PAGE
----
6. Contact your elected officials. Get in touch with local, county, state and federal officials to urge for systemic change. Many of the organizations targeting specific issues will have recommendations for whom to contact, when, and how. The ACLU, for example, offers numbers and guidelines for calling Minnesota officials.

  7. Grieve with other white people. Don’t ask your Black friends for emotional support. Pouring our outrage and sadness onto Black friends places the burden of our feelings on top of theirs. Instead, grieve with other white folks so that you are available to offer support emotionally, physically, and in other ways.

  8. Speak out about racism any and every time you hear a remark or witness an act with racist overtones. Silence is complicity and perpetuates violence.  As Vanessa Daniel of Groundswell Fund put it: “Practice zero tolerance for anti-Blackness at any level. Say something not just sometimes but every time.”

  9. Take cues from Black people. Listen to Black people and be willing to take your cues from people of color in leadership. Part of white supremacy culture (and patriarchy) is believing that we know best, that we can fix it. Instead, we can recognize that oppressed groups often have a unique and more accurate view of our society than those who benefit from the unjust, unequal structures of our society. (For more on this, see Sandra Harding’s feminist Standpoint Theory.)

  10. Take care of your heart and stay resourced. Black people have been enslaved, murdered, and brutalized for over 400 years in this country. If you are white, or have white-skin privilege, it’s our work to deal with the feelings of guilt and shame that arise in relation to this painful history. The more we take care of ourselves, the more available we are to be in this fight for justice, equity and healing for the long haul.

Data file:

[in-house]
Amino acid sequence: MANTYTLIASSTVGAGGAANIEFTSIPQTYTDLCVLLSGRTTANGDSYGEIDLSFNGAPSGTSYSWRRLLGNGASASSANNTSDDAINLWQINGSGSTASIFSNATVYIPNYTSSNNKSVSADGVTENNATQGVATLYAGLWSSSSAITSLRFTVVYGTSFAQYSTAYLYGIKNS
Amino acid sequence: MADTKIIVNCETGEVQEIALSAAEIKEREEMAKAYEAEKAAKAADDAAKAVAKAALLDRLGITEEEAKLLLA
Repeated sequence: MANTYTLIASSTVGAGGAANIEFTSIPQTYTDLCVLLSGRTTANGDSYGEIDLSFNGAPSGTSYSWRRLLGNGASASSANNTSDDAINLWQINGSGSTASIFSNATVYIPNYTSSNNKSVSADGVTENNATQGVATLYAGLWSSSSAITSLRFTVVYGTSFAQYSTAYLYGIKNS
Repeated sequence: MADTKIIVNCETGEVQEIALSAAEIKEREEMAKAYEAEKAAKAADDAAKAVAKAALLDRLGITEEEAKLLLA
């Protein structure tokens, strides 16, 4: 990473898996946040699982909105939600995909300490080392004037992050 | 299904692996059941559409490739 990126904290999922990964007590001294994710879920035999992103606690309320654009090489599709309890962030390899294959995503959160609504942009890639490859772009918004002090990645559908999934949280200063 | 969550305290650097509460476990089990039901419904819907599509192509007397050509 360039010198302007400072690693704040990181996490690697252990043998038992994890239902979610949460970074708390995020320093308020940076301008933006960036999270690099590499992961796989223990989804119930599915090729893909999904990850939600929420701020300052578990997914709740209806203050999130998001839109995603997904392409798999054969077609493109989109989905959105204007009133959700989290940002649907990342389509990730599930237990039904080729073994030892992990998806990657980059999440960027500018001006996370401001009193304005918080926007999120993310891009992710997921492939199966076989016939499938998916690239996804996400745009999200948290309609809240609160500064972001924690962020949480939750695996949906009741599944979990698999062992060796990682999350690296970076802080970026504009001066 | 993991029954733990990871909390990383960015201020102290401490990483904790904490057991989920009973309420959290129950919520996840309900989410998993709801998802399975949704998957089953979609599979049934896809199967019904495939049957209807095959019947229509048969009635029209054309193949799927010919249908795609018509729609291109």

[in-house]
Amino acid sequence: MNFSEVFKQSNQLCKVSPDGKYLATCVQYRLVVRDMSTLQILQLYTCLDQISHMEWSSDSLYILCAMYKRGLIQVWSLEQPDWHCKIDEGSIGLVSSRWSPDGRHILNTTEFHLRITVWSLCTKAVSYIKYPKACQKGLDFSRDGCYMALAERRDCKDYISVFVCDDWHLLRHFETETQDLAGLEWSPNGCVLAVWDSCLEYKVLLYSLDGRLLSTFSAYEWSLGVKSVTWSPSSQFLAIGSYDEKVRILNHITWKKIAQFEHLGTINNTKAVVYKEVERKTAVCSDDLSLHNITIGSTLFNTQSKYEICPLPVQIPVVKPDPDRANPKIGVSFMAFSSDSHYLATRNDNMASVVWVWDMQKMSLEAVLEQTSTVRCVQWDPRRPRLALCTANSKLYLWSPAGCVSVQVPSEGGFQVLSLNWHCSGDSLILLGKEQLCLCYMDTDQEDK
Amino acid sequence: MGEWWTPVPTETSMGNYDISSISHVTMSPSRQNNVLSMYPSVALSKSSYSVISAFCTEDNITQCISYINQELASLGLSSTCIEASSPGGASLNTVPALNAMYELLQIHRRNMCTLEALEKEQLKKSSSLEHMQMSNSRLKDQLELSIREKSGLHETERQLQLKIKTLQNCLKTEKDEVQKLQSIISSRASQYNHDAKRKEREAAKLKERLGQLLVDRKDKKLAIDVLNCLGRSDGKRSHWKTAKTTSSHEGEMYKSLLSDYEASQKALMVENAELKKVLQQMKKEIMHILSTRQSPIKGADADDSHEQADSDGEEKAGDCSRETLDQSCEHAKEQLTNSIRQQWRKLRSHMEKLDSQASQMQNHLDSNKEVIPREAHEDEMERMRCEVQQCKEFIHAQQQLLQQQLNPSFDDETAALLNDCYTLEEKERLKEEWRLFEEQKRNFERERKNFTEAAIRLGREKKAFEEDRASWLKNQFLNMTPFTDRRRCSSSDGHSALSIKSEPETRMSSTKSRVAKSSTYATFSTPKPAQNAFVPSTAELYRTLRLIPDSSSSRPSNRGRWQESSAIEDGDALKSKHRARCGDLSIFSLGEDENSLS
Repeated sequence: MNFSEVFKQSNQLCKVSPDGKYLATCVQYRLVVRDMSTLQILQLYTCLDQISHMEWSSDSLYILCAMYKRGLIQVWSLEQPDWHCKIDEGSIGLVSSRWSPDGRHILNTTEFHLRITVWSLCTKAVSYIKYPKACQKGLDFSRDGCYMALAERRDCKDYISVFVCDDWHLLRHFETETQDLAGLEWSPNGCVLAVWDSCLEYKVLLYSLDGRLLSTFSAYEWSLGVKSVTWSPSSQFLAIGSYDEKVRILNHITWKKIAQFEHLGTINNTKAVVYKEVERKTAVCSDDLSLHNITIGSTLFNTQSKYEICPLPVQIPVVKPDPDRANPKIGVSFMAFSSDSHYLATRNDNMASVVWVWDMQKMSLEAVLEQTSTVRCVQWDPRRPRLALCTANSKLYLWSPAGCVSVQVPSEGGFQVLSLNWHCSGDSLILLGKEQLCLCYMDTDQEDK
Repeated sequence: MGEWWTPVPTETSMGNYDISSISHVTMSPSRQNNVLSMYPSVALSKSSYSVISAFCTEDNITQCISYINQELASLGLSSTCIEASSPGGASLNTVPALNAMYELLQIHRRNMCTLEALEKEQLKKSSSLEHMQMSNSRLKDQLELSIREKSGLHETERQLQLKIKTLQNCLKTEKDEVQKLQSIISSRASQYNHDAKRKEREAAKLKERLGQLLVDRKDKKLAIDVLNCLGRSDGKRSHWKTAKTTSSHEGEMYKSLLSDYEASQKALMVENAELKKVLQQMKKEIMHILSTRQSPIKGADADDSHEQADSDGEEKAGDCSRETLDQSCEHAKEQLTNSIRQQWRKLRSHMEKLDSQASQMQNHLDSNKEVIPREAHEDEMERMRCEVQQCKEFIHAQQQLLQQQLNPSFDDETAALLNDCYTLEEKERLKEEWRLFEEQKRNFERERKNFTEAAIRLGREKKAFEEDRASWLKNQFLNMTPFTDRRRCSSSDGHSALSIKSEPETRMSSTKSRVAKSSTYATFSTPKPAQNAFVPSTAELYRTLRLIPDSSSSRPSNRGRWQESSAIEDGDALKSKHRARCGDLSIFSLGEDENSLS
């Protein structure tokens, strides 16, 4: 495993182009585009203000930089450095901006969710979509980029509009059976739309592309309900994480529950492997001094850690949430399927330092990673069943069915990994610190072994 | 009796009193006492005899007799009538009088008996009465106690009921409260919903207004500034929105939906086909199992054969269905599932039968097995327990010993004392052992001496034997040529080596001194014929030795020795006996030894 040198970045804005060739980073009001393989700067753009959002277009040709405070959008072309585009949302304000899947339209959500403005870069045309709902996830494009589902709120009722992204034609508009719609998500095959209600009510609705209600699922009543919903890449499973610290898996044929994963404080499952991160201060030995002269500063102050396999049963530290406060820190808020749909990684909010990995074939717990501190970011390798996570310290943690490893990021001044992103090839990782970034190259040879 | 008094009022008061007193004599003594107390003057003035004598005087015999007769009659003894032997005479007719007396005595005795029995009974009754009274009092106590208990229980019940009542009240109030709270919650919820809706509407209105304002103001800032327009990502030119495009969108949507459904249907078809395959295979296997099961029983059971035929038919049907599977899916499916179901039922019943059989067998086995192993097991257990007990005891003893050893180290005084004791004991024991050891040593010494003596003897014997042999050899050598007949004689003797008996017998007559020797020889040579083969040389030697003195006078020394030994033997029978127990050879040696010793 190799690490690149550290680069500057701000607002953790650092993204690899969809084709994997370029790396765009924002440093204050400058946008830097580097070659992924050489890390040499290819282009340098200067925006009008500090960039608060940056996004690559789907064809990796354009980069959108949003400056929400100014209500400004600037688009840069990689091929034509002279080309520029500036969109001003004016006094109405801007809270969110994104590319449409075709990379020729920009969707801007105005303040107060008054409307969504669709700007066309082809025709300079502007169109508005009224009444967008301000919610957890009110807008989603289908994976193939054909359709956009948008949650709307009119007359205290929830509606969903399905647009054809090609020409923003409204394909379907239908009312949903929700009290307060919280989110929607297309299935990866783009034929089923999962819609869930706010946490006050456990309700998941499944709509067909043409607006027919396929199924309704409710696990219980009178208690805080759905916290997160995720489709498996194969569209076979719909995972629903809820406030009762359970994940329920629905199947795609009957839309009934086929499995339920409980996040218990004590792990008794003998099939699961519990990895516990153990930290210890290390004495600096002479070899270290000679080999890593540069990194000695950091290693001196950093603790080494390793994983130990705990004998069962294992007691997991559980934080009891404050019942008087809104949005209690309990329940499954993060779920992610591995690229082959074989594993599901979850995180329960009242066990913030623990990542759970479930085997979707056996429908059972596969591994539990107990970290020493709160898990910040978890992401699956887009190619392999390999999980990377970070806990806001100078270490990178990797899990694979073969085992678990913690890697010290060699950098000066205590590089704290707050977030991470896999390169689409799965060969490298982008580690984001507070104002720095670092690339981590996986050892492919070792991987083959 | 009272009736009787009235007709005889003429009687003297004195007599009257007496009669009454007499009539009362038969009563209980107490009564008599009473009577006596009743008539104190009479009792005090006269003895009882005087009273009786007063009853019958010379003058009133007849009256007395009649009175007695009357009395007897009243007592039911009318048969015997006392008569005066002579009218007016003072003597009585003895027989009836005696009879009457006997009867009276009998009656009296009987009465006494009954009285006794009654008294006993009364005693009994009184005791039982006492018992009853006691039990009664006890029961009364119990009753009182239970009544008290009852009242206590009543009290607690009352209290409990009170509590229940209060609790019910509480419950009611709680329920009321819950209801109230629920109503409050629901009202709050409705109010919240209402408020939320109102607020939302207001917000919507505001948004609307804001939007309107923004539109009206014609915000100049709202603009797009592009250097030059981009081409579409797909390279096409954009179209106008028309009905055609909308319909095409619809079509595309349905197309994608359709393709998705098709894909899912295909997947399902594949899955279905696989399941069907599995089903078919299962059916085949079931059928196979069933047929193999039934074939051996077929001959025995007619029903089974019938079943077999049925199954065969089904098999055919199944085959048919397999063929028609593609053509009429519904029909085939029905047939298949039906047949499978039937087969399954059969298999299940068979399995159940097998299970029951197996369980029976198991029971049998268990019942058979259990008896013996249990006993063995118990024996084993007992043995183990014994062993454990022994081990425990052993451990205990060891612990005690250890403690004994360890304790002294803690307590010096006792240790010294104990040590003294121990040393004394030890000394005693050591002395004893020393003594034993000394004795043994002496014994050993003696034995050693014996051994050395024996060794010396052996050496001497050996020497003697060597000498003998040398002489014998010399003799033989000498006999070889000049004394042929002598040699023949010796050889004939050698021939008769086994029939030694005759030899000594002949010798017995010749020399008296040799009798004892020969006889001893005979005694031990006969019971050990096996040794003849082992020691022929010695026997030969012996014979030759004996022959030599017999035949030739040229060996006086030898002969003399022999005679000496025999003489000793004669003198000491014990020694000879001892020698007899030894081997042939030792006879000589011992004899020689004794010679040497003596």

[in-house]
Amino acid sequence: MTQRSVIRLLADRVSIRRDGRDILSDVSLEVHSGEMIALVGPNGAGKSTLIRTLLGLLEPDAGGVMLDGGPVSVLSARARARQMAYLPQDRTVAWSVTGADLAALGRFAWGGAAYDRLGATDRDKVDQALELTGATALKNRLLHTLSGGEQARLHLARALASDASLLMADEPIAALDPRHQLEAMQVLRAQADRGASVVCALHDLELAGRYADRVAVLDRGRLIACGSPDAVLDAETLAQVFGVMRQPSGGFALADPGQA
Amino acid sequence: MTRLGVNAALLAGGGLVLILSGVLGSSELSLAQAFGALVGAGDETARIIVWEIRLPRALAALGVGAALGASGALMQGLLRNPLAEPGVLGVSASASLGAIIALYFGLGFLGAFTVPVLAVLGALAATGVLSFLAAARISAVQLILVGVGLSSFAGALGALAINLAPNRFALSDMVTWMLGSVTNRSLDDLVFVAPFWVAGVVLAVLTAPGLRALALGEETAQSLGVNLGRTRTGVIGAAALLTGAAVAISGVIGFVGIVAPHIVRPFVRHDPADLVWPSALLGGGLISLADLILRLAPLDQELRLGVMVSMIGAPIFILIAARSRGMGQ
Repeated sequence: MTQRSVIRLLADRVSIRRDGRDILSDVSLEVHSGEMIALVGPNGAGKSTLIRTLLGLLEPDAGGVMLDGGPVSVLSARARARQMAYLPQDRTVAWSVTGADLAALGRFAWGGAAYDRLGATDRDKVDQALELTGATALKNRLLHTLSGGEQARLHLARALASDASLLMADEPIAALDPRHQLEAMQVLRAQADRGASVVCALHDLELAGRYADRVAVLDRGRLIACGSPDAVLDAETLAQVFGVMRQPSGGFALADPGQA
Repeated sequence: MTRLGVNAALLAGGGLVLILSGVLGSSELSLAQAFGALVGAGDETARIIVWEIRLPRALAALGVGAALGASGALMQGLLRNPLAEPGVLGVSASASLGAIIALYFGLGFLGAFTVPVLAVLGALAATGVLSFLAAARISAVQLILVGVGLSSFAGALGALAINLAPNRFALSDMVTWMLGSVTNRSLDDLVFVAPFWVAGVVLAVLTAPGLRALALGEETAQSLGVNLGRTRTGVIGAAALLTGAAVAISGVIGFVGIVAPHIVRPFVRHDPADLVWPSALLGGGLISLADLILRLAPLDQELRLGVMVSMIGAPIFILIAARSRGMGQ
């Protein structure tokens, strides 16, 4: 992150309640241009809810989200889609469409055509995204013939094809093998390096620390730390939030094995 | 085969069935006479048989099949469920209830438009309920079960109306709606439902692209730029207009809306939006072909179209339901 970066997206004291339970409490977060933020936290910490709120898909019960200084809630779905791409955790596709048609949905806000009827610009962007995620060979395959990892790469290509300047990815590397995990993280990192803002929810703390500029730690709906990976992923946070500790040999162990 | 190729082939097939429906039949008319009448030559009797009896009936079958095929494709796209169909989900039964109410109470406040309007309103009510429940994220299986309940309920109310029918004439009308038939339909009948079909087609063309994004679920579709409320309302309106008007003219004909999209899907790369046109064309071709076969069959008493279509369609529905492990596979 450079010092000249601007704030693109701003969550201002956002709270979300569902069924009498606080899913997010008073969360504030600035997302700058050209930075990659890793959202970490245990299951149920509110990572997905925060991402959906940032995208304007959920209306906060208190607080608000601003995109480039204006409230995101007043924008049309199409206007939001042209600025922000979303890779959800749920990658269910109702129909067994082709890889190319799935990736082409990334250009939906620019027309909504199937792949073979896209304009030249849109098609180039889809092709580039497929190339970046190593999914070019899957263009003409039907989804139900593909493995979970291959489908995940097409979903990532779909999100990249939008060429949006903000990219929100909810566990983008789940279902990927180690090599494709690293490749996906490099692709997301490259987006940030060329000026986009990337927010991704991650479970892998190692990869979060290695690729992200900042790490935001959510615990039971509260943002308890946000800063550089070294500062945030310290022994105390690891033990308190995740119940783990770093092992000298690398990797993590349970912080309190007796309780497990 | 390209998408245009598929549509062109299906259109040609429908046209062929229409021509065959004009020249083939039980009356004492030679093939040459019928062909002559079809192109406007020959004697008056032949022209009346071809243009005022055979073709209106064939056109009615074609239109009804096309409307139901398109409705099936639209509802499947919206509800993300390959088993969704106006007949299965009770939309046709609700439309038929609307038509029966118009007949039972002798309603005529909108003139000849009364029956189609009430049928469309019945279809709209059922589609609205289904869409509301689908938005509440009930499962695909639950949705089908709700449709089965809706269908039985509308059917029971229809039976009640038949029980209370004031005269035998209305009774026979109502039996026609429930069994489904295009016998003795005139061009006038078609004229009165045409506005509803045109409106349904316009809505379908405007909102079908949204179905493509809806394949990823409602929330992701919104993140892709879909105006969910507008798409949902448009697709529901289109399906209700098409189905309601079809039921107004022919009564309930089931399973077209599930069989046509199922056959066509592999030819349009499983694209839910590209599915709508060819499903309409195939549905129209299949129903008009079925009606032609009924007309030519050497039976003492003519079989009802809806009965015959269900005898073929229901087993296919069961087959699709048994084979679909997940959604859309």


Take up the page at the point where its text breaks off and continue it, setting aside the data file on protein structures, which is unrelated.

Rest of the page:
Anti-Racism Resources

 Suggested Reading:

  • Uprooting Racism: How White People Can Work for Racial Justice, by Paul Kivel

  • How to Be an Anti-Racist, by Ibram X. Kendi

  • White Fragility: Why It’s So Hard for White People to Talk about Racism, by Robin Diangelo

  • Between the World and Me, by Ta-Nehisi Coates

  • So You Want to Talk About Race, by Ijeoma Olua

  • Waking Up White and Finding Myself in the Story of Race, by Debby Irving

  • The New Jim Crow: Mass Incarceration in the Age of Color-Blindness, by Michelle Alexander

  • White Like Me: Reflections on Race from a Privileged Son, by Tim Wise

  • Why Are All the Black Kids Sitting Together in the Cafeteria? And Other Conversations about Race, by Beverly Daniel Tatum

  • Witnessing Whiteness, by Shelly Tochluk

  • killing rage: Ending Racism, by bell hooks

  • The Fire Next Time, by James Baldwin

  • Learning to Be White: Money, Race and God in America, by Rev. Thandeka

  • Just Mercy: A Story of Justice and Redemption, by Bryan Stevenson

  • Many, many more here or here or here.



Articles and Essays:


Places to Donate*

  • Immediate Legal Services for Protesters

    • National Bail Out- “a Black-led and Black-centered collective of abolitionist organizers, lawyers and activists building a community-based movement to support our folks and end systems of pretrial detention and ultimately mass incarceration”

    • Minnesota Freedom Fund - community-based nonprofit that pays criminal bail & immigration bonds for individuals who have been arrested while protesting police brutality

    • Louisville Community Bail Fund - provides bail and post-release support for those demonstrating on behalf of Breonna Taylor

  • Cash Funds for Families

  • Organizations Addressing Police Violence

    • Black Lives Matter - Donations

    • Campaign Zero - Focuses on “data-driven policy solutions to end this violence and hold police accountable”

    • Black Visions Collective - Minnesota-based organization “dedicated to Black liberation and to collective liberation”

    • Reclaim the Block - Minneapolis community organization aiming to  divest from the “police department into other areas of the city’s budget that truly promote community health and safety”

    • Anti Police Terror Project - “Black-led, multi-racial, intergenerational coalition that seeks to build a replicable and sustainable model to eradicate police terror in communities of color”

* Gratitude to Erin Anderson for compiling donation resources